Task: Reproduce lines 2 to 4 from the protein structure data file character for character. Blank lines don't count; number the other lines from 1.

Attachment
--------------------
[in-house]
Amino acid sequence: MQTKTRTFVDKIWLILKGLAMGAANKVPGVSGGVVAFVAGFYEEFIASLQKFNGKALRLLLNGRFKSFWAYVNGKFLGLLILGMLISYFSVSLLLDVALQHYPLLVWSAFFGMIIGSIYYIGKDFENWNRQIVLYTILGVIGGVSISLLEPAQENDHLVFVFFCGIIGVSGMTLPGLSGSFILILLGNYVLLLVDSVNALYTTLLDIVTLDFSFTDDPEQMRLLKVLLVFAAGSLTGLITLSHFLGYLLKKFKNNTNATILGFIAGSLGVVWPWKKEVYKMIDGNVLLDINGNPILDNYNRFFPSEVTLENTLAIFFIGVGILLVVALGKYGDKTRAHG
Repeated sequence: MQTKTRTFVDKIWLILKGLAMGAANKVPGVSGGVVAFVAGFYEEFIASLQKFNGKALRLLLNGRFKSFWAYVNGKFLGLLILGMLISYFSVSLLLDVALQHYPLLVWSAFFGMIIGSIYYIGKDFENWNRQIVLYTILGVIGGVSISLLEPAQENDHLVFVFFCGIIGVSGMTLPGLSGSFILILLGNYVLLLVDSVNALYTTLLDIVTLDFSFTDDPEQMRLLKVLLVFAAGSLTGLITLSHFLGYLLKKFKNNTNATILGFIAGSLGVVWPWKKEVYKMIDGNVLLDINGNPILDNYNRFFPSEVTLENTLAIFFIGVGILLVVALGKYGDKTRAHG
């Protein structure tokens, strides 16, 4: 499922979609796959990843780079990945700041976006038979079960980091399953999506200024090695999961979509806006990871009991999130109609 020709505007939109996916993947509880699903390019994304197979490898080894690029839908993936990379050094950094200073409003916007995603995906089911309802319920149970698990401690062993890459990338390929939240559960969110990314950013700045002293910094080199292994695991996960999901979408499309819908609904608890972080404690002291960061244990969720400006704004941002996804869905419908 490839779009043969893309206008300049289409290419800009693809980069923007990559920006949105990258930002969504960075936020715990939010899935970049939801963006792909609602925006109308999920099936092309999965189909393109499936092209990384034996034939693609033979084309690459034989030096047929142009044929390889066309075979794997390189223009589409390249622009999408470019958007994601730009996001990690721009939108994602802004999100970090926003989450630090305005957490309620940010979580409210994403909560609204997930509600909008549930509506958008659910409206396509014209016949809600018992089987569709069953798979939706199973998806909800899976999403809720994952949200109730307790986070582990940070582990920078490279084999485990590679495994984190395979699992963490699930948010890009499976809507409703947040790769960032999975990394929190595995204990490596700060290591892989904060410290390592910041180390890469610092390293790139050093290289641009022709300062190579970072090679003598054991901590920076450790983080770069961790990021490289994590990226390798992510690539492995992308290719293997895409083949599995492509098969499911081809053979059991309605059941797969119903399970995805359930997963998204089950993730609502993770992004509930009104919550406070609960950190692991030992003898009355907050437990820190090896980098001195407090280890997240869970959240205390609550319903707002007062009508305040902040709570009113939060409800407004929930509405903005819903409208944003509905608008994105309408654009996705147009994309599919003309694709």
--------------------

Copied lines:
Amino acid sequence: MQTKTRTFVDKIWLILKGLAMGAANKVPGVSGGVVAFVAGFYEEFIASLQKFNGKALRLLLNGRFKSFWAYVNGKFLGLLILGMLISYFSVSLLLDVALQHYPLLVWSAFFGMIIGSIYYIGKDFENWNRQIVLYTILGVIGGVSISLLEPAQENDHLVFVFFCGIIGVSGMTLPGLSGSFILILLGNYVLLLVDSVNALYTTLLDIVTLDFSFTDDPEQMRLLKVLLVFAAGSLTGLITLSHFLGYLLKKFKNNTNATILGFIAGSLGVVWPWKKEVYKMIDGNVLLDINGNPILDNYNRFFPSEVTLENTLAIFFIGVGILLVVALGKYGDKTRAHG
Repeated sequence: MQTKTRTFVDKIWLILKGLAMGAANKVPGVSGGVVAFVAGFYEEFIASLQKFNGKALRLLLNGRFKSFWAYVNGKFLGLLILGMLISYFSVSLLLDVALQHYPLLVWSAFFGMIIGSIYYIGKDFENWNRQIVLYTILGVIGGVSISLLEPAQENDHLVFVFFCGIIGVSGMTLPGLSGSFILILLGNYVLLLVDSVNALYTTLLDIVTLDFSFTDDPEQMRLLKVLLVFAAGSLTGLITLSHFLGYLLKKFKNNTNATILGFIAGSLGVVWPWKKEVYKMIDGNVLLDINGNPILDNYNRFFPSEVTLENTLAIFFIGVGILLVVALGKYGDKTRAHG
């Protein structure tokens, strides 16, 4: 499922979609796959990843780079990945700041976006038979079960980091399953999506200024090695999961979509806006990871009991999130109609 020709505007939109996916993947509880699903390019994304197979490898080894690029839908993936990379050094950094200073409003916007995603995906089911309802319920149970698990401690062993890459990338390929939240559960969110990314950013700045002293910094080199292994695991996960999901979408499309819908609904608890972080404690002291960061244990969720400006704004941002996804869905419908 490839779009043969893309206008300049289409290419800009693809980069923007990559920006949105990258930002969504960075936020715990939010899935970049939801963006792909609602925006109308999920099936092309999965189909393109499936092209990384034996034939693609033979084309690459034989030096047929142009044929390889066309075979794997390189223009589409390249622009999408470019958007994601730009996001990690721009939108994602802004999100970090926003989450630090305005957490309620940010979580409210994403909560609204997930509600909008549930509506958008659910409206396509014209016949809600018992089987569709069953798979939706199973998806909800899976999403809720994952949200109730307790986070582990940070582990920078490279084999485990590679495994984190395979699992963490699930948010890009499976809507409703947040790769960032999975990394929190595995204990490596700060290591892989904060410290390592910041180390890469610092390293790139050093290289641009022709300062190579970072090679003598054991901590920076450790983080770069961790990021490289994590990226390798992510690539492995992308290719293997895409083949599995492509098969499911081809053979059991309605059941797969119903399970995805359930997963998204089950993730609502993770992004509930009104919550406070609960950190692991030992003898009355907050437990820190090896980098001195407090280890997240869970959240205390609550319903707002007062009508305040902040709570009113939060409800407004929930509405903005819903409208944003509905608008994105309408654009996705147009994309599919003309694709």